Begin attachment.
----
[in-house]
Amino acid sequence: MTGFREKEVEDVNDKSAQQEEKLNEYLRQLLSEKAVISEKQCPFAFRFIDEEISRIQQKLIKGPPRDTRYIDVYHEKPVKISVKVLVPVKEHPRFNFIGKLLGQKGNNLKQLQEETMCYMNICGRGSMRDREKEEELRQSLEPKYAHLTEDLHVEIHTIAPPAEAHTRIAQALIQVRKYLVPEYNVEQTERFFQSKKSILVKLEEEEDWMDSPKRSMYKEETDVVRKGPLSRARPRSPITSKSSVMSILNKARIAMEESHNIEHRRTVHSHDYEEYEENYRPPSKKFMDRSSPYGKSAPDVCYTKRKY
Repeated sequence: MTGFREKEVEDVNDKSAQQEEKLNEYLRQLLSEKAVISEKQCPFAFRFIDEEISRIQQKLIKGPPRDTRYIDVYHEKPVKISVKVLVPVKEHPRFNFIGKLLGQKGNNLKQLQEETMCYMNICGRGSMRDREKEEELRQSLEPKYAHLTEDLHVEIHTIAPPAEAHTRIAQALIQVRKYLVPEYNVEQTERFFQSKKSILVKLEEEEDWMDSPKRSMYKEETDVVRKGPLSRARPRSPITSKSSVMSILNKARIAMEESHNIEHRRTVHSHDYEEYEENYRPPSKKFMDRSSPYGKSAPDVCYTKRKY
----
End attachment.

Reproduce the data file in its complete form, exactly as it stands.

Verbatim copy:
[in-house]
Amino acid sequence: MTGFREKEVEDVNDKSAQQEEKLNEYLRQLLSEKAVISEKQCPFAFRFIDEEISRIQQKLIKGPPRDTRYIDVYHEKPVKISVKVLVPVKEHPRFNFIGKLLGQKGNNLKQLQEETMCYMNICGRGSMRDREKEEELRQSLEPKYAHLTEDLHVEIHTIAPPAEAHTRIAQALIQVRKYLVPEYNVEQTERFFQSKKSILVKLEEEEDWMDSPKRSMYKEETDVVRKGPLSRARPRSPITSKSSVMSILNKARIAMEESHNIEHRRTVHSHDYEEYEENYRPPSKKFMDRSSPYGKSAPDVCYTKRKY
Repeated sequence: MTGFREKEVEDVNDKSAQQEEKLNEYLRQLLSEKAVISEKQCPFAFRFIDEEISRIQQKLIKGPPRDTRYIDVYHEKPVKISVKVLVPVKEHPRFNFIGKLLGQKGNNLKQLQEETMCYMNICGRGSMRDREKEEELRQSLEPKYAHLTEDLHVEIHTIAPPAEAHTRIAQALIQVRKYLVPEYNVEQTERFFQSKKSILVKLEEEEDWMDSPKRSMYKEETDVVRKGPLSRARPRSPITSKSSVMSILNKARIAMEESHNIEHRRTVHSHDYEEYEENYRPPSKKFMDRSSPYGKSAPDVCYTKRKY